Taking Charge of Your Health - Health Updates

News on blood pressure drugs

Published: September, 2003

Behind the scenes at your doctor's office debate continues about which drug should be the first line of treatment for high blood pressure. Diuretics (also known as water pills) have been around for decades, but the makers of newer, more specialized — and more costly — drugs have been wooing physicians and their patients. The question isn't whether these drugs work effectively to lower blood pressure; they do. But evidence indicating which is best at reducing heart disease and other cardiovascular events has been missing — until now.

The ALLHAT (Antihypertensive and Lipid-Lowering Treatment to Prevent Heart Attack Trial) study was designed to compare a diuretic to three other commonly prescribed classes of antihypertensive drugs — calcium channel blockers (CCBs), alpha-adrenergic blockers, and angiotensin-converting enzyme (ACE) inhibitors. The study involved 42,000 patients over the age of 55 with hypertension and one other risk factor for heart disease, such as previous heart attack or stroke. Each of the patients was randomly assigned to receive one of the study drugs for four to eight years. Researchers monitored the patients' blood pressures and recorded evidence of heart disease and cardiovascular events.

Part of the study was halted early when evidence showed patients taking the alpha-adrenergic blocker had higher rates of cardiovascular disease and heart failure than patients taking the diuretic.

The primary results of the comparison of the ACE inhibitor lisinopril and the CCB amlodipine to the diuretic chlorthalidone were striking. The occurrence of death from heart disease was the same across each of the groups, and the rate of nonfatal heart attack was also similar. However, a slightly higher percentage of patients taking the diuretic chlorthalidone achieved better blood pressure control. Chlorthalidone was also better at preventing heart failure than amlodipine, the CCB. Patients taking the ACE inhibitor lisinopril had a higher risk of stroke, angina, and heart failure. In particular, black participants who took lisinopril had a 40% higher risk of stroke than black participants who took the diuretic.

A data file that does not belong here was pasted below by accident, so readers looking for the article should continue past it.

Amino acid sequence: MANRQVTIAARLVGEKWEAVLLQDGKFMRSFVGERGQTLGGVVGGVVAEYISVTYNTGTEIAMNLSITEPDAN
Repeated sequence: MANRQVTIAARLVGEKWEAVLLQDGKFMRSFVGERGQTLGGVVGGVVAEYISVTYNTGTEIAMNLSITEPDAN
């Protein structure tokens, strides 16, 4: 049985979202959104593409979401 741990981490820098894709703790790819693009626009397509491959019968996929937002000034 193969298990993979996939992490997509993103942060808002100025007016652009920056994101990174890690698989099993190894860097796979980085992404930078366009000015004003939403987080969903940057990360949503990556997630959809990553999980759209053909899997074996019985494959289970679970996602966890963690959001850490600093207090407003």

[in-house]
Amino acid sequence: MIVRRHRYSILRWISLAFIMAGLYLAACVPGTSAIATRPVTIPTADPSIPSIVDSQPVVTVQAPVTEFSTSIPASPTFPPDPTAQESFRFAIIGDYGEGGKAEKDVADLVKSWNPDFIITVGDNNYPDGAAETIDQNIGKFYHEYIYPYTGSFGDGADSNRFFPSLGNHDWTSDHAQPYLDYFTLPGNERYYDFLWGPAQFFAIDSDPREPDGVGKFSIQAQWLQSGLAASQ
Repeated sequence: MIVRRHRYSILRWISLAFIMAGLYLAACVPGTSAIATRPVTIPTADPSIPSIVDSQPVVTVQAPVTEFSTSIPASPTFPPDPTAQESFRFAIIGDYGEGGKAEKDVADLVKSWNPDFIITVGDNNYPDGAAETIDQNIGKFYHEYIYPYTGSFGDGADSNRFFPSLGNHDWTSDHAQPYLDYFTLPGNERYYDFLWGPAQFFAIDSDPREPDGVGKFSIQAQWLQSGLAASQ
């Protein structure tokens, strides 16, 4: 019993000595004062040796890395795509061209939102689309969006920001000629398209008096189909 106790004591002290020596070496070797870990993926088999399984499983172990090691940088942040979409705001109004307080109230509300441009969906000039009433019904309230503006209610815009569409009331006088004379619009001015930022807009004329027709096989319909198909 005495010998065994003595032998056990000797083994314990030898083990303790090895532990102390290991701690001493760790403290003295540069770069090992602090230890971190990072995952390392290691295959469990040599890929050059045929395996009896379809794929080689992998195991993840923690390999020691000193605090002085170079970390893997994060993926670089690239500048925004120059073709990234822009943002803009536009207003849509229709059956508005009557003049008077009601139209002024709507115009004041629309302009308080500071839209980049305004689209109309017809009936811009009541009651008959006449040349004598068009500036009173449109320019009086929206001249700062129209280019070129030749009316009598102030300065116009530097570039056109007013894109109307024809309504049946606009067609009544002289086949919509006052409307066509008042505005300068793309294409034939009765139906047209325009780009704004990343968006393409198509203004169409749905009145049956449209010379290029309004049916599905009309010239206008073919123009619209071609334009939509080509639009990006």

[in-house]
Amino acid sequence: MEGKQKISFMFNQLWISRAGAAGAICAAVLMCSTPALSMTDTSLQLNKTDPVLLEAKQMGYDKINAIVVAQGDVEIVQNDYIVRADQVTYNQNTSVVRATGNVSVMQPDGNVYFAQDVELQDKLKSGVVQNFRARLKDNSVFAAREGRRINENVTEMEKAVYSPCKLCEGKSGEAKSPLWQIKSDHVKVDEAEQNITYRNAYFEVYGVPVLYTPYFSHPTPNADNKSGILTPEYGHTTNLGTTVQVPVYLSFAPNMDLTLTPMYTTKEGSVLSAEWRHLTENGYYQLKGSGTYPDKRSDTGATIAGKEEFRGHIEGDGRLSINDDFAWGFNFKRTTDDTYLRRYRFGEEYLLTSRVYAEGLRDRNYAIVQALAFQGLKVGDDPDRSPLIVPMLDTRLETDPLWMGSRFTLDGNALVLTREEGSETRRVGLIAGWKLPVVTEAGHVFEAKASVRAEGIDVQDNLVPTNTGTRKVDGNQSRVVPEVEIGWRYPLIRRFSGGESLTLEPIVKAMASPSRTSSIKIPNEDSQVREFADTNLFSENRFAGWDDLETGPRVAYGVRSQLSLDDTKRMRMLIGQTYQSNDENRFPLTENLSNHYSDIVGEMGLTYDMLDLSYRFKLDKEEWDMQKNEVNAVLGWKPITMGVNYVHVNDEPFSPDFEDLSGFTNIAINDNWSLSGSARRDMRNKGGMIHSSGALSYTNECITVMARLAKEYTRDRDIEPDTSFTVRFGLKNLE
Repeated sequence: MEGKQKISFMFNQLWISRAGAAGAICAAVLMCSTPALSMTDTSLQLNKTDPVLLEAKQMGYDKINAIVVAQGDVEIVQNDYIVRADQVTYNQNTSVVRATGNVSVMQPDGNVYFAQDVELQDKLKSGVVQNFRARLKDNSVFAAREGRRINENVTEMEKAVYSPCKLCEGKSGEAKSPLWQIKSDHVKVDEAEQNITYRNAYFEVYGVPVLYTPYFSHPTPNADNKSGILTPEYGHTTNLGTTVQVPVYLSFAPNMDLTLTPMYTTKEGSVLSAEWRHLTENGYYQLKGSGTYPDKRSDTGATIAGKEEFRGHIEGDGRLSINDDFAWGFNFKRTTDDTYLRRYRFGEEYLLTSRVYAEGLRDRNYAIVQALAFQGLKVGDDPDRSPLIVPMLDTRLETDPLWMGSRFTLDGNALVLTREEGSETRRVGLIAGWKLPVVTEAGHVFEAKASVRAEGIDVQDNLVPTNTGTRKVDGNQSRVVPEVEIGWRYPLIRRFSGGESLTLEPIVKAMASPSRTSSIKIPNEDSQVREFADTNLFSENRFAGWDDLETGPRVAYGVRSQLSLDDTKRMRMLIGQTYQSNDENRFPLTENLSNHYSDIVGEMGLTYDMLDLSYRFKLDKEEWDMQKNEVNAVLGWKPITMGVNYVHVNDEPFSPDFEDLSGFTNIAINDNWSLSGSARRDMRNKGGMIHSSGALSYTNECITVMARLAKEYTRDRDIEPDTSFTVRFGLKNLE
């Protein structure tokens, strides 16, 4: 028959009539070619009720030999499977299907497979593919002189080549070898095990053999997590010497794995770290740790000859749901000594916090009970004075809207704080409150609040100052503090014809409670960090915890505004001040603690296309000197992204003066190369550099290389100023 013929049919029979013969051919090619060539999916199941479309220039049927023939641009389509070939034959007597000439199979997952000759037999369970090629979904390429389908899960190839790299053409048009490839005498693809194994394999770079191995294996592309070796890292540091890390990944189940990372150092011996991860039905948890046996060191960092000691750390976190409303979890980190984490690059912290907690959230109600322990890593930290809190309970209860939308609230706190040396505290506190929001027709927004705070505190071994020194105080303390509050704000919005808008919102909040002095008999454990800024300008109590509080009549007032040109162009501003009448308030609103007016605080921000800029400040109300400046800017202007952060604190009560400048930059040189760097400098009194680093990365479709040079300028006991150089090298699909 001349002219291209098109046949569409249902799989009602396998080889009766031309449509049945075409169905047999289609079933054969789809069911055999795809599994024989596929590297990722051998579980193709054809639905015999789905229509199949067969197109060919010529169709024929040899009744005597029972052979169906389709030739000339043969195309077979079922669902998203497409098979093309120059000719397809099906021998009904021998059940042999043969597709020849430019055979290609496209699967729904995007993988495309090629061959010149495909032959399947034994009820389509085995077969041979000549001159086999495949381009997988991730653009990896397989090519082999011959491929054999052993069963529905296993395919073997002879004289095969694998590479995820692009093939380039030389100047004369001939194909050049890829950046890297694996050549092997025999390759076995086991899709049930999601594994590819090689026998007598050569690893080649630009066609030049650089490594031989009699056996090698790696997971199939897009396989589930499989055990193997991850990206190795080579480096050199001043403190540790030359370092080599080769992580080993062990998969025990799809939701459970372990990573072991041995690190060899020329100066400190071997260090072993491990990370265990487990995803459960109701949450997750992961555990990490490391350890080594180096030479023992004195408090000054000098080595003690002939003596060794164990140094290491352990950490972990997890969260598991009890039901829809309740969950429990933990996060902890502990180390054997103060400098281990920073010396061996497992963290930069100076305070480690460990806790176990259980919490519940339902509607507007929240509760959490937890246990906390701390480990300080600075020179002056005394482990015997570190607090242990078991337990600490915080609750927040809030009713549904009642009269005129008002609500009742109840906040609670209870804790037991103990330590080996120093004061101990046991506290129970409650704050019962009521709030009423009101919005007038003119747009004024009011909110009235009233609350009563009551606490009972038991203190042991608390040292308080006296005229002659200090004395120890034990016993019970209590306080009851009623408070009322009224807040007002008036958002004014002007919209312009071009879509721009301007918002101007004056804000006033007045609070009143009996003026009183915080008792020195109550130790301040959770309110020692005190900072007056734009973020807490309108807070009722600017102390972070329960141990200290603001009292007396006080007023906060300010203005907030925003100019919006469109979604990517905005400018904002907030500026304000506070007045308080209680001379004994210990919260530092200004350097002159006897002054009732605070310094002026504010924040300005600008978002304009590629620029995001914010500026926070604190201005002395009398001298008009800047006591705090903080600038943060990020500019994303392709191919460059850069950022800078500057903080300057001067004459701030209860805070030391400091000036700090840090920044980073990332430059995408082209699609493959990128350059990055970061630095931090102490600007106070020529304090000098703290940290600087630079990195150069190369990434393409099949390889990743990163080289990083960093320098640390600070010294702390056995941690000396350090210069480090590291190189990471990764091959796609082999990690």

The findings of the ALLHAT study indicate that when it comes to drugs for high blood pressure, newer and more costly does not mean better. In fact, diuretics should be the first line of treatment for many people with high blood pressure. Not only are they better at controlling high blood pressure while preventing major cardiovascular events, diuretics also cost less than the other drugs. A one-year supply of Chlorthalidone costs about $96, while the CCB amlodipine would set you back $480. Lisinopril costs $384 a year for the brand name drug (either Zestril or Prinovil), and $240 for the generic.

What should you do with these study results? If you're just starting drug treatment for high blood pressure, you might want to try a diuretic first. If you, like most people, need a combination of drugs to keep your blood pressure in check, one should probably be a diuretic. If you're already taking a different kind of medicine and it is working well for you, there's no need to switch. However, if you want to cut down your drug bills, you might want to talk to your doctor about a diuretic.

(Journal of the American Medical Association, December 18, 2002)

February 2003 Update

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Killer snow

Every winter, about 1,200 Americans die from a heart attack or some other cardiac event during or after a big snowstorm, and shoveling is often the precipitating event.

Why is shoveling so hazardous?

  • Shoveling uses your shoulders and arms, and upper body exercise tends to put strain on the heart because those muscles aren't well conditioned.
  • Working in an upright position adds to the arduousness because blood pools in the legs and feet, so to maintain blood pressure, your heart must work harder.
  • Much of snow shoveling is isometric exercise: your muscles are working, but there's little actual movement until you finally heave a shovelful up on the bank. During isometric exercise of any type, your heart rate goes up, and your blood vessels constrict, presumably to send more blood to the straining muscles. As a result, your blood pressure goes up.
  • Without knowing it, shovelers sometimes perform a version of the Valsalva maneuver, bearing down as they would during a bowel movement while holding their breath. Waiting to exhale while straining like that can lead to abrupt changes in your heartbeat and blood pressure.
  • First thing in the morning, the time when many people dig out from a storm, stress hormone levels tend to be higher, platelets in the blood "stickier," and heart attacks more likely.
  • Shoveling involves exposure to the cold, another cardiac stressor.
  • People who are out of shape often shovel, making the sudden intense exercise even harder on the heart.
  • Most people don't warm up before they shovel or cool down afterward.

If you have a heart condition, you shouldn't shovel under any circumstances. People older than 50 should also try to avoid it. Contact your local council on aging to see if they provide a list of teens in your neighborhood who you can hire to do the job for you. Or buy a snow blower. If you must shovel, take it easy. Rest often. Dress warmly and stay well hydrated. Wherever possible, push the snow rather than lift it. Clear only the snow that blocks your path into the house, the rest will melt on its own. And of course, listen to your body. Head home if you experience potential signs of heart trouble, including chest pain, palpitations, undue shortness of breath, fatigue, lightheadedness, or nausea. Also stop if your fingers or toes get numb or hurt — you could have frostbite.